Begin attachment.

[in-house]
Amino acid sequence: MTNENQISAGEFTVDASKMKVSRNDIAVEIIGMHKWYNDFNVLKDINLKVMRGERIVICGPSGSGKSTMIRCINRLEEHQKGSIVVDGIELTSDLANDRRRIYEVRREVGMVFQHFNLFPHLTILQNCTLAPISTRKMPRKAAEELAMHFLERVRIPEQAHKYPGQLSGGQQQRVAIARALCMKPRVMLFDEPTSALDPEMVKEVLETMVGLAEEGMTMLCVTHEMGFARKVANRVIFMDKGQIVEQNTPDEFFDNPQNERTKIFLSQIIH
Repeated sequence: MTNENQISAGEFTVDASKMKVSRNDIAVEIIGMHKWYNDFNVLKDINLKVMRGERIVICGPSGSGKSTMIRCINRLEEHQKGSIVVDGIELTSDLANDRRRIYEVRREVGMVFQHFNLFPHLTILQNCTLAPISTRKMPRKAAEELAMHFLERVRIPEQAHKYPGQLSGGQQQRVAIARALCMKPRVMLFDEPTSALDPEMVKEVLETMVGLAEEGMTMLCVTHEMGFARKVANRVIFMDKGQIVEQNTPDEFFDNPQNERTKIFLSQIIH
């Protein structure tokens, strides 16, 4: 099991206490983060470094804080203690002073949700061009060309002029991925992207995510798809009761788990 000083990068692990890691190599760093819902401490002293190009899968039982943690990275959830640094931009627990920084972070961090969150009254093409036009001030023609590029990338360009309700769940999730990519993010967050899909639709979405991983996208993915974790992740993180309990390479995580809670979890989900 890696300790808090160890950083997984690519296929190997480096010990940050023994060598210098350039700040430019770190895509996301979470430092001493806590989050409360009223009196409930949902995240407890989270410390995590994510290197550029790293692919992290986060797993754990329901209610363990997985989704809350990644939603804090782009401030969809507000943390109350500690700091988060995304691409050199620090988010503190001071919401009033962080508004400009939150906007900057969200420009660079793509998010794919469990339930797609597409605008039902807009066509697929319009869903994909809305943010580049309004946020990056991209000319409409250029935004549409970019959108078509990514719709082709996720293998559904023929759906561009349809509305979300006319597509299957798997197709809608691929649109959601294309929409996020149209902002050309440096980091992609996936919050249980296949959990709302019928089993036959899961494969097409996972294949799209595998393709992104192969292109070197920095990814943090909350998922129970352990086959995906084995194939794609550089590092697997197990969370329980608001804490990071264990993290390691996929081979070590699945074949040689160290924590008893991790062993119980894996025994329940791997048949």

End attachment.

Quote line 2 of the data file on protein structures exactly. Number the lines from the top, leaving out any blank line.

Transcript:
Amino acid sequence: MTNENQISAGEFTVDASKMKVSRNDIAVEIIGMHKWYNDFNVLKDINLKVMRGERIVICGPSGSGKSTMIRCINRLEEHQKGSIVVDGIELTSDLANDRRRIYEVRREVGMVFQHFNLFPHLTILQNCTLAPISTRKMPRKAAEELAMHFLERVRIPEQAHKYPGQLSGGQQQRVAIARALCMKPRVMLFDEPTSALDPEMVKEVLETMVGLAEEGMTMLCVTHEMGFARKVANRVIFMDKGQIVEQNTPDEFFDNPQNERTKIFLSQIIH